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Tomorrow never comes

Nagpur’s 21st-century international cargo hub has been stuck in red tape for 12 years. Now 4 lakh first-time voters are becoming restless, and angry. Dharmendra Jore reports.

india Updated: Mar 17, 2009 01:24 IST
Dharmendra Jore
Dharmendra Jore
Hindustan Times

From acres of orange orchards and protests denouncing pizza as nothing more than a glorified chapatti, Nagpur has come a long way.

Maharashtra’s original Orange County, 863 kilometres north-east of the state capital of Mumbai, is now dotted with malls and multiplexes.

Fancy apartment blocks are coming up across town as builders rush to cash in on the growing aspirations.

And the city will soon have seven five-star hotels — up from a grand total of one.

But much of the optimism hinges on an international cargo hub that has been in the making for 12 years — and is still stuck at the land allotment stage.

Now, the 4 lakh new voters in the Nagpur and adjoining Ramtek parliamentary constituencies — about 95 per cent of them under 25 — are getting restless.

“They say Nagpur will bring world class development to this backward region, and my generation will benefit the most,” says Akash Goel (20), a third-year student of mechanical engineering. “But given the pace at which it is moving, I’ll be 80 before anyone gets a job there. Meanwhile, the world is marching forward and leaving us further behind.”

The plan was perfect: Nagpur is nearly equidistant from the four corners of the country.

Logically, that would have companies flocking to the Multi-Modal International cargo Hub and Airport and Hub, pouring money into new plants, creating highly paid jobs, finally ushering Nagpur into the 21st century.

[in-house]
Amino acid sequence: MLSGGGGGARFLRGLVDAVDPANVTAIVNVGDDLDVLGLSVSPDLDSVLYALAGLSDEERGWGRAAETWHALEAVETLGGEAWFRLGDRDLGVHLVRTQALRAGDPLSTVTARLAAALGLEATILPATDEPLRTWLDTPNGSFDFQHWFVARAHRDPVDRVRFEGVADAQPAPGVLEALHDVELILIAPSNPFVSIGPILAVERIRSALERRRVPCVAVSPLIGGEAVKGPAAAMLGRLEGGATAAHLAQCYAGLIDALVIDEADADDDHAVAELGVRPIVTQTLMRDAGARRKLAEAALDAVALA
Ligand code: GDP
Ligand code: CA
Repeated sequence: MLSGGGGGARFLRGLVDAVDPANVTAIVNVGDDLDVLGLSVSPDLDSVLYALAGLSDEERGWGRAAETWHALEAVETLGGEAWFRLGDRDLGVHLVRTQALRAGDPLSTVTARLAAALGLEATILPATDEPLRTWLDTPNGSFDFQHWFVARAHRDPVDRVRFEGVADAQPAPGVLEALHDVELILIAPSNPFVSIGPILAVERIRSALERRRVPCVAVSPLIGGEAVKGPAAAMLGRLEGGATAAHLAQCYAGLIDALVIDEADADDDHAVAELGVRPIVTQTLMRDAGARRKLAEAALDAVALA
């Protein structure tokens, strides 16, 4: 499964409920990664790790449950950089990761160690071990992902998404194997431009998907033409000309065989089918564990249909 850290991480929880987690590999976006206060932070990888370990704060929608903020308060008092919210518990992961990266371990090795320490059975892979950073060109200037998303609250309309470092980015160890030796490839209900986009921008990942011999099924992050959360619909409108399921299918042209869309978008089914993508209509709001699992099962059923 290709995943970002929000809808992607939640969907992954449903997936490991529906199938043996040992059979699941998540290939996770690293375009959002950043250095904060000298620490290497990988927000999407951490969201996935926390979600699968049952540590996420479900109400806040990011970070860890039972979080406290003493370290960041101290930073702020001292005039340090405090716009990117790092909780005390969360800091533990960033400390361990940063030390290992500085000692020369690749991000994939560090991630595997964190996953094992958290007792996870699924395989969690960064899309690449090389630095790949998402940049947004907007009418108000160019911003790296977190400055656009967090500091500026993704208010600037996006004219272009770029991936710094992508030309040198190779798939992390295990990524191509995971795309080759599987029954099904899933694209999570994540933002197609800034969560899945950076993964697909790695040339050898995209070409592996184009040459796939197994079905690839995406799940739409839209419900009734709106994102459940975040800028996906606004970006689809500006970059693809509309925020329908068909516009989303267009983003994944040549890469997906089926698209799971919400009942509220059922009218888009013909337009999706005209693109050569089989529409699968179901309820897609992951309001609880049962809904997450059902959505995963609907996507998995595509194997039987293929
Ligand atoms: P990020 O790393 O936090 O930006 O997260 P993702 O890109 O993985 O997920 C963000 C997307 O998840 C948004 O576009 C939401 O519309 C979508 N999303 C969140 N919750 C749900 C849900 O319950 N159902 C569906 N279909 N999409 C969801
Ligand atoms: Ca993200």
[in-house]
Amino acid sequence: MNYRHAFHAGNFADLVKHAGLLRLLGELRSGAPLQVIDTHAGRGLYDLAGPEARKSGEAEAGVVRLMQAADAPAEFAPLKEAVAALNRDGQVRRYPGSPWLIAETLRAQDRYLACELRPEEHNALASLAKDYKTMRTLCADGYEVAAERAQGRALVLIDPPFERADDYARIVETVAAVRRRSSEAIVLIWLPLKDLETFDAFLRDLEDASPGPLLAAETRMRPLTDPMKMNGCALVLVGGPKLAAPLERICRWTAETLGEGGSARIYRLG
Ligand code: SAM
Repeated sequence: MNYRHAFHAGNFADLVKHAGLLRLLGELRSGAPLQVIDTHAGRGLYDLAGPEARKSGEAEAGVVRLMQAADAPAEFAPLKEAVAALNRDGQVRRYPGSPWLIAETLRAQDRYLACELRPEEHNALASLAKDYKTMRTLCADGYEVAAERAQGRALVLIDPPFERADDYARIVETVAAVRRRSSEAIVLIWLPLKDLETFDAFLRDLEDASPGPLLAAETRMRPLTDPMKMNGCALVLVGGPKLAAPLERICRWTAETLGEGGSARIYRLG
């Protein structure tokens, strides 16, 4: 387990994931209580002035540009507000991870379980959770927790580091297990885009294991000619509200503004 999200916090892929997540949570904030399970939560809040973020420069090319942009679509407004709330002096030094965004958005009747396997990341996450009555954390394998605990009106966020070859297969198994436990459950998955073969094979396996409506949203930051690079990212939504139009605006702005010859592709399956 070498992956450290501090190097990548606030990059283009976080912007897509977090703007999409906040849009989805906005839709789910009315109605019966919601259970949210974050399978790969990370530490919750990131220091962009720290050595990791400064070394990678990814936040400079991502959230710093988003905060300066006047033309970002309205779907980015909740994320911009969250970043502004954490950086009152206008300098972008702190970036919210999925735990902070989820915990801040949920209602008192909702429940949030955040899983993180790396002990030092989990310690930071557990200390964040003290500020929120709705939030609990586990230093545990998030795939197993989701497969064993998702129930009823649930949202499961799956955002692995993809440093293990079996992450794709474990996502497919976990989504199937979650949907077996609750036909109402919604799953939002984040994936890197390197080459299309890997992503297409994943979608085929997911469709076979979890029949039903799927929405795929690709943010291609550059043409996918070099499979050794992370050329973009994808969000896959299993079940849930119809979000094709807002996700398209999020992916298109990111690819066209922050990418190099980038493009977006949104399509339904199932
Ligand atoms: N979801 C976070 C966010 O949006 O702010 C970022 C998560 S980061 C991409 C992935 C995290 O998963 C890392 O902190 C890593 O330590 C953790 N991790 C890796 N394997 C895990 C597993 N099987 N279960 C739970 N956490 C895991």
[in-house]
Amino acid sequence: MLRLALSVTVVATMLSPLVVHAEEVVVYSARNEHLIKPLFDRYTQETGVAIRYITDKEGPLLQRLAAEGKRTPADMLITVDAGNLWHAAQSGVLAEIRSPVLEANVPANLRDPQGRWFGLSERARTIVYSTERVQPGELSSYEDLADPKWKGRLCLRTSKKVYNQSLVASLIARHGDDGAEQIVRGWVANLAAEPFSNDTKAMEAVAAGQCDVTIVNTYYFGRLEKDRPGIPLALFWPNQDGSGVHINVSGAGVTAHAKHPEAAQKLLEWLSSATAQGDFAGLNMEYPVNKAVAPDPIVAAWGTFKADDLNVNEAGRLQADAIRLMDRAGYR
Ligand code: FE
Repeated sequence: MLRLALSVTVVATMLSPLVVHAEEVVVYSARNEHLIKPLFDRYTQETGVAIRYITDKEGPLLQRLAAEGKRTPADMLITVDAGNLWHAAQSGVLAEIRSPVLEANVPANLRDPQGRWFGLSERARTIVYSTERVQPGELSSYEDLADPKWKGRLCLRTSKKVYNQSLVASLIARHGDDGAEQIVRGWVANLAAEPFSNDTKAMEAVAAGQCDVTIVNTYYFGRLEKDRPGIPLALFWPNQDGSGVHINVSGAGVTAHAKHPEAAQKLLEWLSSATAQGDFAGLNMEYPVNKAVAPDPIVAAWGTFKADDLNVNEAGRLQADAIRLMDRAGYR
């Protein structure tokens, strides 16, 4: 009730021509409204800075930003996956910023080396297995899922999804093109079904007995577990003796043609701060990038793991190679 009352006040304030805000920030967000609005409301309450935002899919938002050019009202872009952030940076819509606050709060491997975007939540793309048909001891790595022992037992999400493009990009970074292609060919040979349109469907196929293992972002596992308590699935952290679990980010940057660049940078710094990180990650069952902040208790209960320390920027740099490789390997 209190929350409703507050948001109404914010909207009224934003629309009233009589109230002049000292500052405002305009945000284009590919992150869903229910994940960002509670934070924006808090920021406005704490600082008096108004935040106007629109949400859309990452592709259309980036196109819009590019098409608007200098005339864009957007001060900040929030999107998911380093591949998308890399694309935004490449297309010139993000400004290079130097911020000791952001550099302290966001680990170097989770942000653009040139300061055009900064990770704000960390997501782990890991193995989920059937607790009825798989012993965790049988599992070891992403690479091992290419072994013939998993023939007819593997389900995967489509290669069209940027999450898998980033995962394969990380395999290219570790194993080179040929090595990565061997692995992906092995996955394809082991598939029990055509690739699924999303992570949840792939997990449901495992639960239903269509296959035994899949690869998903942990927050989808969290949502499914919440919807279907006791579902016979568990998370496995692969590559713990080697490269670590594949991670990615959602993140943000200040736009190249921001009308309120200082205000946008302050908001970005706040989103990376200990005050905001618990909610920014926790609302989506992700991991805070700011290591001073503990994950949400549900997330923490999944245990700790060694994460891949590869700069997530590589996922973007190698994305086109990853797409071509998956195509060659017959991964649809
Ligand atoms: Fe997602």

But red tape and government malaise have left the plans inching forward one baby step every few years — usually seeing sudden bursts of activity just before election time.

“I’m sick of all the grand promises,” says Pratik Sharma (20), an engineering aspirant and first-time voter. “Some land was finally handed over to the MIHAN project a couple of days before the Lok Sabha polls were declared. Work on two thermal power stations began barely a week before. And soon they’ll be here, promising prosperity once more. Do they think we’re stupid?”

Despite the slow pace of work, Nagpur can’t seem to hide its excitement.

Property rates in a 45-kilometre radius have skyrocketed by a whopping 1,000 to 1,500 per cent over the last two years.

Investors from across the country have lined up to buy pieces of land close to the MIHAN special economic zone. Experts say about 1 lakh of the 30 lakh residents are now either directly or indirectly involved in the real estate business.

“People are making money just preparing for tomorrow,” says real estate agent Babloo Pandey (33).

Sitting in his small office, he tosses a few pamphlets on the desk before him.

They all promise ‘ultra-luxury homes and work spaces’.

“The rates are high, but investors are lapping up anything on the market, in the certainty that the deals will be profitable even if MIHAN takes another 15 years to complete,” he says. “We expect much more if the project gets onto the right track.”

For Anurag Sole (20) and Sachin Ghatol (20), who were hoping for good jobs at the special trade zone so they could stay back in the city with their ageing parents, hope just got a little dimmer.

Last week, the Vavasi Group, which had proposed a 7 billion Euro (about Rs 50,000 crore) silicon plant at the Mihan SEZ, left for Rajasthan.

The MIHAN board had not approved its demand for 400 hectares for the plant.

“The plant would have generated 80,000 direct and indirect jobs here,” says company CEO Farid Arifuddin. “We just couldn't wait any longer for the land to be sanctioned. We are moving to Bikaner.”

Over 15,000 fresh engineering graduates pass out each year from this region.

“The silicon plant would have meant a new tomorrow for so many,” says Ghatol. “Why must we wait a lifetime to realise our dreams?”